It is not well-publicized to the general public that individuals who receive any type of public aid, from food stamps to unemployment assistance, must first submit a urine sample for drug-test, at least in the states of Missouri, Arizona, Indiana, and Florida, with many other states considering such legislation. Jonathan Miller of the St. Louis Today extends this scenario – technically, aren’t home-mortgage interest deductions a form of subsidies for the middle class? What about tax subsidies taken advantage of by tax lawyers for corporations? Eventually, does the money not come from the same pool, the U.S. Treasury? If so, then why are these groups not subject to such a qualifying test?
Miller’s main point, however, is that such a test serves to evaluate both physiological as well as moral capacity. The end argument is that someone who tests positive for drugs would probably squander their welfare check. Taking such an argument all the way to the top, why do we not test for moral responsibility from the lawmakers on down? The responsibilities of government arguably holds more consequences than the decisions of a person with a food stamp. With the housing bubble burst not so long ago in mind, it seems odd that corporations have and still receive aid without the need of putting up explicit codes of conduct they need to go by, or even if there are minimum qualifications of responsibility corporations would need to fulfill to even qualify for government aid.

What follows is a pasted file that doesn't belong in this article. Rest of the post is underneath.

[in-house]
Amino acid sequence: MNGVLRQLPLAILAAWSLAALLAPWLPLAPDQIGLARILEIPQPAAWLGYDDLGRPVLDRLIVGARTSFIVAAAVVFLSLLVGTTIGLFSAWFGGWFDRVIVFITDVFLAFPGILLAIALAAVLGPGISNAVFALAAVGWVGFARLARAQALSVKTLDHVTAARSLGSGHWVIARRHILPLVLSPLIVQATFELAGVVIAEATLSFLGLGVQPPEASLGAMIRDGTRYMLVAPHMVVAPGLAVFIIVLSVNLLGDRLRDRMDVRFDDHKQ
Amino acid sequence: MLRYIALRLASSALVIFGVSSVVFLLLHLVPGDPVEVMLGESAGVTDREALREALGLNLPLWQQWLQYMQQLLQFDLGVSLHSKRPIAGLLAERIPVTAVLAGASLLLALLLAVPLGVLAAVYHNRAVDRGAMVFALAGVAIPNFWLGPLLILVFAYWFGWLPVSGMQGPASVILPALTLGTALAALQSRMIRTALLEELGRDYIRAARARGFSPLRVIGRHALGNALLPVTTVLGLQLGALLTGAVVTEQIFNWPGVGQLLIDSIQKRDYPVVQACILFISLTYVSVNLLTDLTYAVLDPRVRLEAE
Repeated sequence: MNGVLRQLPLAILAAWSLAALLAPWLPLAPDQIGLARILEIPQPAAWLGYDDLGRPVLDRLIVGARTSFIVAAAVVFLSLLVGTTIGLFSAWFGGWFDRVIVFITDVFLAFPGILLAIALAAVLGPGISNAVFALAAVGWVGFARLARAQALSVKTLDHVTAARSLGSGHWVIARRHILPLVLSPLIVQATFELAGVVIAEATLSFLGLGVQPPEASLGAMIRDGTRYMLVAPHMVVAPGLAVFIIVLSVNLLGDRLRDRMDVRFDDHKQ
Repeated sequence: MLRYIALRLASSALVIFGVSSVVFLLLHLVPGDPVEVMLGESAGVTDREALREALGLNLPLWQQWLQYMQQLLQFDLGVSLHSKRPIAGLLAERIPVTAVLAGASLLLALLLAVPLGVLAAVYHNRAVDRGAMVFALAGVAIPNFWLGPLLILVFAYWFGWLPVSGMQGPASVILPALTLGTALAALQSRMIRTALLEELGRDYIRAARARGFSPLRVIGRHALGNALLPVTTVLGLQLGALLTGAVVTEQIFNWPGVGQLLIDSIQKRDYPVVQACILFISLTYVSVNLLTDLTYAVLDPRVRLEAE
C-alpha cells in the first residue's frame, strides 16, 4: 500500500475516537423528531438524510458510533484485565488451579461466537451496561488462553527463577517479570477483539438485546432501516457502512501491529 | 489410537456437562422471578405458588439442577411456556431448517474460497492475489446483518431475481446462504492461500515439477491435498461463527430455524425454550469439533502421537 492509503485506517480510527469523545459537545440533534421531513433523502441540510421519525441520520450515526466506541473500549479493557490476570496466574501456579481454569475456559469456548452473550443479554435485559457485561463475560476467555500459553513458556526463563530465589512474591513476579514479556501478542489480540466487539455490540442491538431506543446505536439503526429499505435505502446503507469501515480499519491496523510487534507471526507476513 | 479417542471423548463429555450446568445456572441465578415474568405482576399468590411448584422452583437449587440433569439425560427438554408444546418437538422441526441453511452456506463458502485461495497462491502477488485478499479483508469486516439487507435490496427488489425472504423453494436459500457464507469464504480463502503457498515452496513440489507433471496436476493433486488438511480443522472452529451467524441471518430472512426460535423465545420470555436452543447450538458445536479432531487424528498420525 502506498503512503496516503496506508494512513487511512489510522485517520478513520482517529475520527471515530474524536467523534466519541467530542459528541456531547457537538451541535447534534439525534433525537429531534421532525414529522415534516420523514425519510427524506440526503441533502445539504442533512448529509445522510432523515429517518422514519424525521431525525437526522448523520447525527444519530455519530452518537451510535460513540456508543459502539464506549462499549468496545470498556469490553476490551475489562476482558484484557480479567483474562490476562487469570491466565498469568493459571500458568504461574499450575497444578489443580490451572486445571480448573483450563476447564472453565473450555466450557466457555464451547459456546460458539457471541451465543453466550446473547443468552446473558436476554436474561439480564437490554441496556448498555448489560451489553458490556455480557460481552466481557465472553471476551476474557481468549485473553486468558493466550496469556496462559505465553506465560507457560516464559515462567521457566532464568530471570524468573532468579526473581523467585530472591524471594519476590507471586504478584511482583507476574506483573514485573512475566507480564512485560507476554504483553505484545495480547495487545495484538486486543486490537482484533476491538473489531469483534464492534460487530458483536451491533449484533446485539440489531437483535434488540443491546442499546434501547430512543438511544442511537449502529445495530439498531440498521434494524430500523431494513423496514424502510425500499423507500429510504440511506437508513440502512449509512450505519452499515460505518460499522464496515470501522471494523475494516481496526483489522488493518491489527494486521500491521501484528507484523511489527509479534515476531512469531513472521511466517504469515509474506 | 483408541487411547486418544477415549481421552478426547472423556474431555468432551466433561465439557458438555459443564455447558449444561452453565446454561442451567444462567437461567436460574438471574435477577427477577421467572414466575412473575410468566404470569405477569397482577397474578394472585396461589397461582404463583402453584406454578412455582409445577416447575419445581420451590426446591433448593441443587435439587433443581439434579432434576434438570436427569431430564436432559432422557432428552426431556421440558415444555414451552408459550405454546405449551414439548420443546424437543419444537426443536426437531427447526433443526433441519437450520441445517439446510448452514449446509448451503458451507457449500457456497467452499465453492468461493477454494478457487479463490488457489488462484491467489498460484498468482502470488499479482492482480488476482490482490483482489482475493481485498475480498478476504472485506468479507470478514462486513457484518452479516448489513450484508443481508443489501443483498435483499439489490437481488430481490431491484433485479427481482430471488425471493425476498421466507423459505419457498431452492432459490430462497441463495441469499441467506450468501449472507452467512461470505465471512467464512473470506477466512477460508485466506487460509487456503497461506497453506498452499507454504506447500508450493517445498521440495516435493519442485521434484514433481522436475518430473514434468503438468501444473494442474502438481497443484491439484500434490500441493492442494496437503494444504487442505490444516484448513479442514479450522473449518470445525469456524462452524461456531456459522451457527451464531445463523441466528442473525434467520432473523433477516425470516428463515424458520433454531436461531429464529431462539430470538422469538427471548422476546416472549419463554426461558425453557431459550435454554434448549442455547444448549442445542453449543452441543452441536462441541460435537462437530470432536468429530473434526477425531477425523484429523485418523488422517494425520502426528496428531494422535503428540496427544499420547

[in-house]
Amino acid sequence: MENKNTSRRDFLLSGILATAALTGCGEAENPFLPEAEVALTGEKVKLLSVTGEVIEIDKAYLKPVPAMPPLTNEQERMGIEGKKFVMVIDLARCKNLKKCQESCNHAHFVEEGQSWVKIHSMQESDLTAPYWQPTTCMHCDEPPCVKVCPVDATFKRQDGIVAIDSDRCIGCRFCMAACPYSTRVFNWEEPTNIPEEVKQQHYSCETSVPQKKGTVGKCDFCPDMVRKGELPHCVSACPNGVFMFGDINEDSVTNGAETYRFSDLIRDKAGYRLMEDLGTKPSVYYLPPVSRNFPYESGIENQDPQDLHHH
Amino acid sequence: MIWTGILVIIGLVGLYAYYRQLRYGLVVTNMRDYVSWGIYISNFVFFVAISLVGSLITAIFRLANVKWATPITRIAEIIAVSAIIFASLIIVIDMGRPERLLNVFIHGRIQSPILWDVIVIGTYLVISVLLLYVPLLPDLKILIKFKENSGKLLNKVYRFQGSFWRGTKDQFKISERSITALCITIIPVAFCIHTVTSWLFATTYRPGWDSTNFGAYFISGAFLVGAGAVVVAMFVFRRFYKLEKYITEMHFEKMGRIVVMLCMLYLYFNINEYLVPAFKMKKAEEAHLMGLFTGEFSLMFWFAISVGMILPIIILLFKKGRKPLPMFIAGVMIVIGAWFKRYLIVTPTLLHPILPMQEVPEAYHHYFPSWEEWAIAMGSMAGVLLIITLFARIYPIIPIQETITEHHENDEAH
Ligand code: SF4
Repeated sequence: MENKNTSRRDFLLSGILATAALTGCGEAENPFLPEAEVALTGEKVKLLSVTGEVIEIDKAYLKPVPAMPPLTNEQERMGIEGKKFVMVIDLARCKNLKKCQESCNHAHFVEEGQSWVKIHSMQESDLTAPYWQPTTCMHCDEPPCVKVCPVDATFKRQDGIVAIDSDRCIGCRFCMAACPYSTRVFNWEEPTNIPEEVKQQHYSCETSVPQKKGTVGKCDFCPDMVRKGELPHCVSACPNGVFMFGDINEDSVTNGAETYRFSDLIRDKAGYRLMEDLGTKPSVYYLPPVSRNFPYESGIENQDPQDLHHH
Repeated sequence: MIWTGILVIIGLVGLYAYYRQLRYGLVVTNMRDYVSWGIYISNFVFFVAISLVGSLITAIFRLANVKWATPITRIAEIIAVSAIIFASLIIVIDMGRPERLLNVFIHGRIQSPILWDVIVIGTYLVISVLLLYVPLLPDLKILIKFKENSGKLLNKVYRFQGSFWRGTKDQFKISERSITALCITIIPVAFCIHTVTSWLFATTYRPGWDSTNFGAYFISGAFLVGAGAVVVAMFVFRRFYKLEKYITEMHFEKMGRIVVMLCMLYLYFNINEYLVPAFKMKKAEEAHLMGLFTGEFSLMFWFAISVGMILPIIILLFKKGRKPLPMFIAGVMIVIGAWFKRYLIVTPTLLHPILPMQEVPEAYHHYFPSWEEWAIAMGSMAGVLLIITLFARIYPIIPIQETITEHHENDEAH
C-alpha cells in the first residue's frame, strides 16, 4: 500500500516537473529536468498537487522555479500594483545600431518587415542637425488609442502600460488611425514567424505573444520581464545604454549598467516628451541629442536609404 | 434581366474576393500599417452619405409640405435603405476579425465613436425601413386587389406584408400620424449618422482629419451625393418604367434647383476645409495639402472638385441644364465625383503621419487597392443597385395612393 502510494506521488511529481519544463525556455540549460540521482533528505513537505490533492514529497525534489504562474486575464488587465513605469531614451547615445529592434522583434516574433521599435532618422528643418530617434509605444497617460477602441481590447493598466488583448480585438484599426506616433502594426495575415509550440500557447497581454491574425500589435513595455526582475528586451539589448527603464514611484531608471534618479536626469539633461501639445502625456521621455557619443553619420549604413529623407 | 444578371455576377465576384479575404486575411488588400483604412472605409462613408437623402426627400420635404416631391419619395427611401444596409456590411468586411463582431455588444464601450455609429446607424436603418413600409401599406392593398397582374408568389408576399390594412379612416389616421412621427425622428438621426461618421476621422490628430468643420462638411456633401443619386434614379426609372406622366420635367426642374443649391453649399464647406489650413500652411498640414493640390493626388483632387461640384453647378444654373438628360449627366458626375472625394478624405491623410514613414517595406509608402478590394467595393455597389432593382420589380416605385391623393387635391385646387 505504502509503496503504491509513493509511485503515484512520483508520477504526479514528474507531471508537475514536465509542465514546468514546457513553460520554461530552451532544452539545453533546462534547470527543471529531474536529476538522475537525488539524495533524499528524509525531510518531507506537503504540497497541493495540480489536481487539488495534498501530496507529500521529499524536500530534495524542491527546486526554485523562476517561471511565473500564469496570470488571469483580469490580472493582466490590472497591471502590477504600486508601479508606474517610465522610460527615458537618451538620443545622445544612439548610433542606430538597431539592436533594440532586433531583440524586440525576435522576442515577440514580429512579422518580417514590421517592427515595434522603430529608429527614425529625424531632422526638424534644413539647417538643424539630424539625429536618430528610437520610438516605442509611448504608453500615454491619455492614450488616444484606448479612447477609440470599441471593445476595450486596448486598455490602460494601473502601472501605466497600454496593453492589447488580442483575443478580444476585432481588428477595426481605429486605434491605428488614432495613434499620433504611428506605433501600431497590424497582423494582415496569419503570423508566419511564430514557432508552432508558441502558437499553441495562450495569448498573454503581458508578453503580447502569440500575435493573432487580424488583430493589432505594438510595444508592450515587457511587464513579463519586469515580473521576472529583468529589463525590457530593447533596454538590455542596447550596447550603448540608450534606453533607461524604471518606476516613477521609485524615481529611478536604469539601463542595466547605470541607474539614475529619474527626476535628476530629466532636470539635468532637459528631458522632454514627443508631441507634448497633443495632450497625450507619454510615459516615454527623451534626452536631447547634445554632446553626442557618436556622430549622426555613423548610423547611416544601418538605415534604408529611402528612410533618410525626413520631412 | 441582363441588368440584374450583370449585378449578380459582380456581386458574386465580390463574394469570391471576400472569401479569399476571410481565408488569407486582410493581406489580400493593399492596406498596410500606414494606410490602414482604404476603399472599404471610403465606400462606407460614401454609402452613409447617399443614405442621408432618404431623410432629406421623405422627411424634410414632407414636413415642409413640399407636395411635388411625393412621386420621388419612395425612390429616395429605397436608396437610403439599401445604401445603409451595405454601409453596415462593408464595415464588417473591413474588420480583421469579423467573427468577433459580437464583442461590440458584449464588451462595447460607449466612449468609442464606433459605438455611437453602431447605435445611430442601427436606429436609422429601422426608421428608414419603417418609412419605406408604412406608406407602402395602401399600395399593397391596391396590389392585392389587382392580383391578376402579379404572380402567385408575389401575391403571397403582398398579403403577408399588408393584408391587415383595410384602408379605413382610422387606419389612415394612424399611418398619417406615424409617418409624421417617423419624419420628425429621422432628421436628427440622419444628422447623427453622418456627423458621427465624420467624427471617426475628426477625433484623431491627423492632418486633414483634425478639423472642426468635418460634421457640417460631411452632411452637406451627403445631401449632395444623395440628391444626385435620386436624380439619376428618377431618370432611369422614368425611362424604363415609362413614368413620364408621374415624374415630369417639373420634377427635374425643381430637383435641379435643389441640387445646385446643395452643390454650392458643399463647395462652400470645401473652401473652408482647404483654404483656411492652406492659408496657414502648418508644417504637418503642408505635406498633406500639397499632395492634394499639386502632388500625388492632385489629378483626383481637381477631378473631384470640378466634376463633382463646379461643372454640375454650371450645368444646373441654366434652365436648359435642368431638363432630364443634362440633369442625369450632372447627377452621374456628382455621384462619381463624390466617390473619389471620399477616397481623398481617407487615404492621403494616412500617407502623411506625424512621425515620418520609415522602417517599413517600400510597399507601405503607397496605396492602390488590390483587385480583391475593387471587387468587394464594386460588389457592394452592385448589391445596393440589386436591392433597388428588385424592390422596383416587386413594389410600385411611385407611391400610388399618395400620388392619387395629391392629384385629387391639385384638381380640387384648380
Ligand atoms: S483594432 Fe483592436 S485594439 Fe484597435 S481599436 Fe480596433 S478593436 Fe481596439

However, in today’s world power is indirectly associated with responsibility, and ultimately morality. Despite recent exposures in subprime lending and credit scams, consumers still inherently believe that experts are inherently trustworthy and more knowledgeable (the latter is likely true). We know that this can be a very naive assumption. So should some form of moral testing bring us some good? Miller argues that, whatever the action, the current system does not work – by subjecting only the lower class to any form of standards testing, it alienates and imposes a sense of self-inferiority upon that group, which is unfair and psychologically unhealthy. Creating new moral standards for common folks and lawmakers alike, then, could even out the playing field.